"USMCA will give our workers, farmers, ranchers, and businesses a high-standard trade agreement that will result in freer markets, fairer trade and robust economic growth in our region," the U.S. and Canada said in a joint statement. "It will strengthen the middle class, and create good, well-paying jobs and new opportunities for the nearly half billion people who call North America home."
"We look forward to further deepening our close economic ties when this new agreement enters into force," the statement added.
Late last night, our deadline, we reached a wonderful new Trade Deal with Canada, to be added into the deal already reached with Mexico. The new name will be The United States Mexico Canada Agreement, or USMCA. It is a great deal for all three countries, solves the many......— Donald J. Trump (@realDonaldTrump) October 1, 2018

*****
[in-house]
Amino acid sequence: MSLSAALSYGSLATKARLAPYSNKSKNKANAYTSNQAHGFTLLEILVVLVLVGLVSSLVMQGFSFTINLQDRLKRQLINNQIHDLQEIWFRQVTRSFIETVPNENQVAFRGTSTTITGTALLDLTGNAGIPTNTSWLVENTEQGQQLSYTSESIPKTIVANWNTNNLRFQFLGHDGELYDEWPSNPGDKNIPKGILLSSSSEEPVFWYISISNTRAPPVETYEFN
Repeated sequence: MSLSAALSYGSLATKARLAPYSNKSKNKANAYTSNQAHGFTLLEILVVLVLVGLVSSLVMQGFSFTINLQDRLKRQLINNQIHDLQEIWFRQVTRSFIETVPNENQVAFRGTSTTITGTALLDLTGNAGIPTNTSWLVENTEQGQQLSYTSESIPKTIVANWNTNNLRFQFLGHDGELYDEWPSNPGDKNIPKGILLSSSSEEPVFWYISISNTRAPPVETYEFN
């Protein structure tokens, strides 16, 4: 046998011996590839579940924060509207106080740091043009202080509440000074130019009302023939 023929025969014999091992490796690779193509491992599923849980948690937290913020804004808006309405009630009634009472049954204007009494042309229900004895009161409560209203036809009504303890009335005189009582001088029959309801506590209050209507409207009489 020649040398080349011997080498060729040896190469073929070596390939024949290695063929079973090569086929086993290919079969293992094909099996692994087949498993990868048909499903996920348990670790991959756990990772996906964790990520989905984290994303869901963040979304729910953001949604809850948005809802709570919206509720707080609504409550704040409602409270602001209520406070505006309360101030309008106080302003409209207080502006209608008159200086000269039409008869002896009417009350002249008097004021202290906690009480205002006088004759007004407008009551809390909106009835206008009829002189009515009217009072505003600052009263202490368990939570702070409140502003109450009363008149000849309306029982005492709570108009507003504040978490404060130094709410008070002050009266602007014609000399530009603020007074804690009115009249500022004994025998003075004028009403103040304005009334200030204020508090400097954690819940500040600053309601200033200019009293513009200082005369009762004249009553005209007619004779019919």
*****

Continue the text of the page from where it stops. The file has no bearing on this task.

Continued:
.....deficiencies and mistakes in NAFTA, greatly opens markets to our Farmers and Manufacturers, reduce Trade Barriers to the U.S. and will bring all three Great Nations closer together in competition with the rest of the world. The USMCA is a historic transaction!— Donald J. Trump (@realDonaldTrump) October 1, 2018
A host of other details surrounding the deal, and its impact on issues such as automotive supply chain origins, steel and aluminium tariffs and the contentious issue of U.S.-Canada lumber trading still haven't been fully revealed, but the framework agreement nonetheless removes a significant tariff-related risk for the global financial markets heading into the final months of the year.